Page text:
Guest post by Jonathan Ernst
Meet Dr. John Fulli and his LMI team in Tanzania: they’re your average heroes/doctors/malaria-educators. They are also congenital laughers, serial smilers, incurable baby-talkers, incorrigible baby nuzzlers, serious szzerbet-givers and, well, run-of-the-mill life savers.
One moment they might be talking epidemiology and mortality and morbidity rates, and the next they might be stooping to greet small children. Fulli and his coworkers and counterparts from the ELCT are forever upbeat, even after hours crammed into their truck as they bounce down bumpy roads, clearly enjoying their work together. They danced together, they laughed together, they sang together.
And why not? Their work in Tanzania, to help educate Lutherans about avoiding malaria, is paying off. All around them, they see joy in the eyes of children and parents who are empowered with the knowledge of how to take the upper hand over a dreaded disease that has killed so many children and caused untold misery for those who contract it multiple times through their adult lives.
When was the last time you heard a child sing a song about the flu at the top of their lungs? Or put on a t-shirt about salmonella poisoning and danced like there was no tomorrow? And yet, that’s what’s happening here in Tanzania as people celebrate their new-found power over malaria.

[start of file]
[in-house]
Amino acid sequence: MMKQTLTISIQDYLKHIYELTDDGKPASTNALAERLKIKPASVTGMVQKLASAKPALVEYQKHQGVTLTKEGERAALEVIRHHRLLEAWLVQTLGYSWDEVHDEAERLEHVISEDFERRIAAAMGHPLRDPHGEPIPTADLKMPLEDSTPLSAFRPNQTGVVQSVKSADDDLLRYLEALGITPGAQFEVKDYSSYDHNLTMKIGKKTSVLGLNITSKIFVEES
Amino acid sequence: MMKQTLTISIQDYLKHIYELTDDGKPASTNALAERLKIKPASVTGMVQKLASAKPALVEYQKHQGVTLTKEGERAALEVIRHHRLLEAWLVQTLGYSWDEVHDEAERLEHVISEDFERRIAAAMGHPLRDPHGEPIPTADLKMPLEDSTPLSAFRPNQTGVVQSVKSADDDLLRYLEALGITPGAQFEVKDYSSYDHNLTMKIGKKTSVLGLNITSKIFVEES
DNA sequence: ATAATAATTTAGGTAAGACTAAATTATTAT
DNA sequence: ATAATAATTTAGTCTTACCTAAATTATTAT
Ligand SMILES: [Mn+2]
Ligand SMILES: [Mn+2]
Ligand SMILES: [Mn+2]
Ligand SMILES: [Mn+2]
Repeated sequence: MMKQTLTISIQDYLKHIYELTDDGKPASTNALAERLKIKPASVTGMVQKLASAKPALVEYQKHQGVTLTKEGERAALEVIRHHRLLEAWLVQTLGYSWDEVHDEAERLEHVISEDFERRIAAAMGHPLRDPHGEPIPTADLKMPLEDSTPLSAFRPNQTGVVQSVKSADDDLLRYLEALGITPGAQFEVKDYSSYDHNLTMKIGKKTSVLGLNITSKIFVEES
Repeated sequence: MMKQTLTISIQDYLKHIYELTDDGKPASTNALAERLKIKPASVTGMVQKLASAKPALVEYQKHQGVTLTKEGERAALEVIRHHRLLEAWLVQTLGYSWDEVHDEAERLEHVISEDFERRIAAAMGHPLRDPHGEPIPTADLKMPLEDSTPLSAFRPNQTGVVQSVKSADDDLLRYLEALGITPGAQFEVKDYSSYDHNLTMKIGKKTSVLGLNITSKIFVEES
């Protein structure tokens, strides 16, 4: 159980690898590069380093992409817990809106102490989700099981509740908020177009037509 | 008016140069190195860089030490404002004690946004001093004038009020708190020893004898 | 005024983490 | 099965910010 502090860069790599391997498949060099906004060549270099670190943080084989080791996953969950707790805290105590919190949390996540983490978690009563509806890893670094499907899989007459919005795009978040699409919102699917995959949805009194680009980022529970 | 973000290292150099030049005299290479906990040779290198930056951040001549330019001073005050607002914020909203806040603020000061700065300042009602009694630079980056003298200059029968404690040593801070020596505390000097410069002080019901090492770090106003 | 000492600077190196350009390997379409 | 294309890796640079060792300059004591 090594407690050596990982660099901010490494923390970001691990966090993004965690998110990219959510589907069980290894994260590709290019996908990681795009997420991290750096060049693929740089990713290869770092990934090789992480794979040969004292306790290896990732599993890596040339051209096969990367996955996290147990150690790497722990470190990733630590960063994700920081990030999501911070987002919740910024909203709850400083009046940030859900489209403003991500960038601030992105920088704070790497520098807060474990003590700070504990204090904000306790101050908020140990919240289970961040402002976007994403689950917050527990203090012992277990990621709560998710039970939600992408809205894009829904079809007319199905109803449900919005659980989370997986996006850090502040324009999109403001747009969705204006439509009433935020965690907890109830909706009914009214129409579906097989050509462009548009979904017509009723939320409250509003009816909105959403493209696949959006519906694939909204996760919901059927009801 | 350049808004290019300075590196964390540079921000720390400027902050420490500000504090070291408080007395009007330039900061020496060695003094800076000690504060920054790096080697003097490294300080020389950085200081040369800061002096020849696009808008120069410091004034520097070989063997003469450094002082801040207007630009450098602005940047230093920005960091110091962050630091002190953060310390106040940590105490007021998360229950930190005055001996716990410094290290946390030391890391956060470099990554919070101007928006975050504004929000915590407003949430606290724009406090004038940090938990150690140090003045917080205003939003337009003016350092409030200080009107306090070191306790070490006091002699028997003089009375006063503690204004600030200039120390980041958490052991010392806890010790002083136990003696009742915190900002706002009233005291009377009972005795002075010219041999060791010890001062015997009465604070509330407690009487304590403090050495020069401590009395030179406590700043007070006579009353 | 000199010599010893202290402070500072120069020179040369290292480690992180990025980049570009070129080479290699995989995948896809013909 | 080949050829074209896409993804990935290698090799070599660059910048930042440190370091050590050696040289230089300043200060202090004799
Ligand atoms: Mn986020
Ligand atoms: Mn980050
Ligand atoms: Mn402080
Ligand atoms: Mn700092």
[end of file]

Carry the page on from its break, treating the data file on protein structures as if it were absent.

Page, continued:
Dr. Fulli and his team were traveling last week in the remote Northwestern Diocese of the ELCT, nearly all the way to the Ugandan border, crossing dirt roads high in the hills, ferrying their truck across rivers, spending hours of time to get to their destinations: Lutheran congregations and Lutheran-supported health centers. For this diocese, it amounted to a victory lap, as they have successfully moved through the LMI program.
But there are many more bumpy roads ahead as they hope to bring LMI to millions more Lutherans across Tanzania, and through them, to their broader communities of untold numbers more.
Donate Now to LMI. For every…
$1 you can help a child with malaria receive medicine. By receiving medicine once symptoms arise, malaria is treatable.
$10 you can help provide one family with an insecticide-treated bed net and the proper education on its use. A bed net can reduce malaria transmission by as much as 90 percent.
$50 you can underwrite the cost of malaria prevention messages to raise awareness on a local radio station. Many people know little about malaria, including how it’s contracted and its symptoms.
$100 you can help train healthcare workers to diagnose and treat malaria. Training medical workers is crucial to successful malaria education and treatment.
$1,000 or more you can help provide microscopes and other medical equipment to rural health clinics. Laboratory equipment helps to specially diagnose malaria.